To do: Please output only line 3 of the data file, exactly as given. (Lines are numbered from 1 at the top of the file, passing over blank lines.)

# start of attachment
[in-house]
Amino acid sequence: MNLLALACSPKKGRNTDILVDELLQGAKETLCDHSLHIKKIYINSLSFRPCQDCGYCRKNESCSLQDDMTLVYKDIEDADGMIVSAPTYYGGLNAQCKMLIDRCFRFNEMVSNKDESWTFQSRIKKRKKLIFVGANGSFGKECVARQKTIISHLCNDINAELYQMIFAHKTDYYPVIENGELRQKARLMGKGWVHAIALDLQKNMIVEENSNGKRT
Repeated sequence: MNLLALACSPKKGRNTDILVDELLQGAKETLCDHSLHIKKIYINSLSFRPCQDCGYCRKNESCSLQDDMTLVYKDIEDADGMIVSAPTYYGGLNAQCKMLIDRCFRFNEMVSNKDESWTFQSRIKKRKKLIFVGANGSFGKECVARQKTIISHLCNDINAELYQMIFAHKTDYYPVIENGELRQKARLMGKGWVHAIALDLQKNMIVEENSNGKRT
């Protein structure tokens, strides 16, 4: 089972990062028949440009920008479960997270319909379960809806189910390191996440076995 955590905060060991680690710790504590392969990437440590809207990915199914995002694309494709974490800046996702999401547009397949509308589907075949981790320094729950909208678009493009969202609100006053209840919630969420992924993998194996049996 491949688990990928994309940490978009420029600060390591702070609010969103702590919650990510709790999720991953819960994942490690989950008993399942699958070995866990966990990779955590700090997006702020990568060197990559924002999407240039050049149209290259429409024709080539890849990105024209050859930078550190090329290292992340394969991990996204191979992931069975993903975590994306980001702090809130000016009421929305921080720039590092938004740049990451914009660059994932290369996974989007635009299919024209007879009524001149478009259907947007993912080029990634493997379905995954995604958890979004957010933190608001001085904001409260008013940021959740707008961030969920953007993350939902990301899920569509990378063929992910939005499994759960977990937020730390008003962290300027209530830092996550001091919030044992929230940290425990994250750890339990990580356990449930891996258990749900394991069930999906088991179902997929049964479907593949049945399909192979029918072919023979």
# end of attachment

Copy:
Repeated sequence: MNLLALACSPKKGRNTDILVDELLQGAKETLCDHSLHIKKIYINSLSFRPCQDCGYCRKNESCSLQDDMTLVYKDIEDADGMIVSAPTYYGGLNAQCKMLIDRCFRFNEMVSNKDESWTFQSRIKKRKKLIFVGANGSFGKECVARQKTIISHLCNDINAELYQMIFAHKTDYYPVIENGELRQKARLMGKGWVHAIALDLQKNMIVEENSNGKRT